Thursday, September 6, 2012

Mowat Centre Report Advocates New Approach to Canadian Energy Research & Development

I saw this report referenced in the Globe and Mail article, but recommend those with an interest in structuring research and development programs to skip the filters and go straight to the Mowat Centre.  My quick impression is very favourable 

Smarter and Stronger: Taking Charge of Canada's Energy Technology Future:
This report highlights the need for Canada and Ontario to make energy technology policy a top priority and reform their approaches to supporting energy R&D.Becoming an energy technology leader should be a concrete policy commitment from both orders of government. That commitment should span the whole energy system, from supply to end-use."
A quick skim through the report is probably unfair for me to review that document, but I did get significant satisfaction from the comments on feed-in tariffs (my main criticisms are here and here).

From the report itself (.pdf):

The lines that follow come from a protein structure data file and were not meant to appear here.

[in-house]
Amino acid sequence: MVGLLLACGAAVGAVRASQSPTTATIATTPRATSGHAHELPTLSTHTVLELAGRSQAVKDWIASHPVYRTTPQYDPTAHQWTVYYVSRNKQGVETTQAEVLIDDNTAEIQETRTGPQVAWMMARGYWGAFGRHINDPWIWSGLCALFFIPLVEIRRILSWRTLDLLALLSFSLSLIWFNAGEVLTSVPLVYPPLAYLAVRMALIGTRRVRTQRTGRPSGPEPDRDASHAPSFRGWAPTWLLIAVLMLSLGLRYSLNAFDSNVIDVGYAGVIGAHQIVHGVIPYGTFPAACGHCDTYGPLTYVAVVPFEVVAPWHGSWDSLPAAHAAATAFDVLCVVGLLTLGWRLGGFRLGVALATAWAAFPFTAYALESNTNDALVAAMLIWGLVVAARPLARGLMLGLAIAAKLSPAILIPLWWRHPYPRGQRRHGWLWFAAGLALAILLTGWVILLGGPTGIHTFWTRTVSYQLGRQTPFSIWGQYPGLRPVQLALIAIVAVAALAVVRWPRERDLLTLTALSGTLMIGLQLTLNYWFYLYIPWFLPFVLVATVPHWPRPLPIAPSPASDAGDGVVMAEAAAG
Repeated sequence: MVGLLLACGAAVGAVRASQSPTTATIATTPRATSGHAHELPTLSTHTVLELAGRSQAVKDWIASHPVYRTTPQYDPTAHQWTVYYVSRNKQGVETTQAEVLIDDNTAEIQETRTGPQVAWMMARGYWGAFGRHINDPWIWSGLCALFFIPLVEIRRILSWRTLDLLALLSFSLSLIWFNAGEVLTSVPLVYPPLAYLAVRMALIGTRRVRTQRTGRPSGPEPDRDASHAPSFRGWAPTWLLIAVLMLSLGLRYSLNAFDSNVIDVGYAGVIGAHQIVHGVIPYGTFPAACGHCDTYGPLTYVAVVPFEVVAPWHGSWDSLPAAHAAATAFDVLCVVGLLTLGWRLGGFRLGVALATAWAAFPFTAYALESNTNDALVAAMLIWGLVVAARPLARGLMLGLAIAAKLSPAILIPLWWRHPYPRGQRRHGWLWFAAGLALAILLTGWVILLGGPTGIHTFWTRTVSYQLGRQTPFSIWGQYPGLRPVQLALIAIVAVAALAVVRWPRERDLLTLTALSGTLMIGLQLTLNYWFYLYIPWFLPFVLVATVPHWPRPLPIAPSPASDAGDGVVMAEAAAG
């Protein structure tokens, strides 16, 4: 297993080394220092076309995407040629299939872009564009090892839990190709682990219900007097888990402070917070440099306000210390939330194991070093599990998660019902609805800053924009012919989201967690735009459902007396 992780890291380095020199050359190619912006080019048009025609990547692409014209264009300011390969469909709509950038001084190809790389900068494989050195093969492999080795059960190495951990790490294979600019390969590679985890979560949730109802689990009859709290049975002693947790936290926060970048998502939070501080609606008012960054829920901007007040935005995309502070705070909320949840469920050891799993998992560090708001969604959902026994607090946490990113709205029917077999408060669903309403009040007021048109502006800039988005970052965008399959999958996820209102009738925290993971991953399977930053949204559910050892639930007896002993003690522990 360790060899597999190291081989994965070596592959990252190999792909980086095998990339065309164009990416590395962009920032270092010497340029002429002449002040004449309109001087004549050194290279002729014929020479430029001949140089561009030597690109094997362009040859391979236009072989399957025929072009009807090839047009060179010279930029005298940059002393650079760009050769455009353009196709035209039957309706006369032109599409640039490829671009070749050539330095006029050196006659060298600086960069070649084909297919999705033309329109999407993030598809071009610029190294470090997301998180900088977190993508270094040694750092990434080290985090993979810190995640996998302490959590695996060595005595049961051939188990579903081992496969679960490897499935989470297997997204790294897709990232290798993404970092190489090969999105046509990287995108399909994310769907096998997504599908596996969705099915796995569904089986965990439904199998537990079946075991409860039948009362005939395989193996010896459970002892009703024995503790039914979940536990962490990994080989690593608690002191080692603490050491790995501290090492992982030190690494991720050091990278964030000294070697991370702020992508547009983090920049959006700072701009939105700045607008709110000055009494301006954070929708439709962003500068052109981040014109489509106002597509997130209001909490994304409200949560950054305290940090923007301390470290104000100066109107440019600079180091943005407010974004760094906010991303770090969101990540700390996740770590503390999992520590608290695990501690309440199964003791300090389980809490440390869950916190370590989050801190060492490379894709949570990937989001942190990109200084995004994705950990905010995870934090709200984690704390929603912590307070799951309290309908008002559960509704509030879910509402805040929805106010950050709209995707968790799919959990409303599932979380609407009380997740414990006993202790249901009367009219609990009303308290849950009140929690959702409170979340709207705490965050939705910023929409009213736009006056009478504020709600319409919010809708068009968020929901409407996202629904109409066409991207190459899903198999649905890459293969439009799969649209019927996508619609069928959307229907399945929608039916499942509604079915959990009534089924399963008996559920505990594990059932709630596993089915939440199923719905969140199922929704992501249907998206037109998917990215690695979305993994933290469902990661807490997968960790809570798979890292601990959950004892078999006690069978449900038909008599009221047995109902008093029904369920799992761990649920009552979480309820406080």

‘Pull’ measures can play an important role in accelerating the uptake and refinement of new commercial technologies. Nonetheless, aggressive direct-pull policies, such as Ontario’s feed-in-tariff, may not be the optimal measure to incent domestic invention because of significant international spillovers they create—the growing domestic market also creates incentives in other jurisdictions. In Germany for example, the introduction of the feedin-tariff for solar installations in 2000 resulted in rapid market growth, yet not in a better competitive position for technology development: “As a result [of the subsidy], newly installed capacity in Germany represented over half of world market in 2009. In global comparison, however, the German PV industry did not gain a higher share of patents” (Peters et al., 2012, p. 4).  At the same time, domestic demandpull policies in countries like Germany and Spain fuelled innovation in foreign countries, such as China and Taiwan.
Anecdotal evidence suggests that “the evolution of a rapidly growing market may actually have created a disincentive for the development of nonincremental technology improvements” (Nemet, 2009, p. 705). This can also have an effect of ‘locking’ a technology that is currently commercially available (e.g., crystalline silicon PV), even if it is technologically inferior to newer but pre-commercial technologies.
I'll point out the Mowat Centre report references the The Clean Energy Patent Growth Index (CEPGI) in a context not dissimilar to how I used the report in a post I wrote last October, Value, LUEC Limitations, And FiT Failure.

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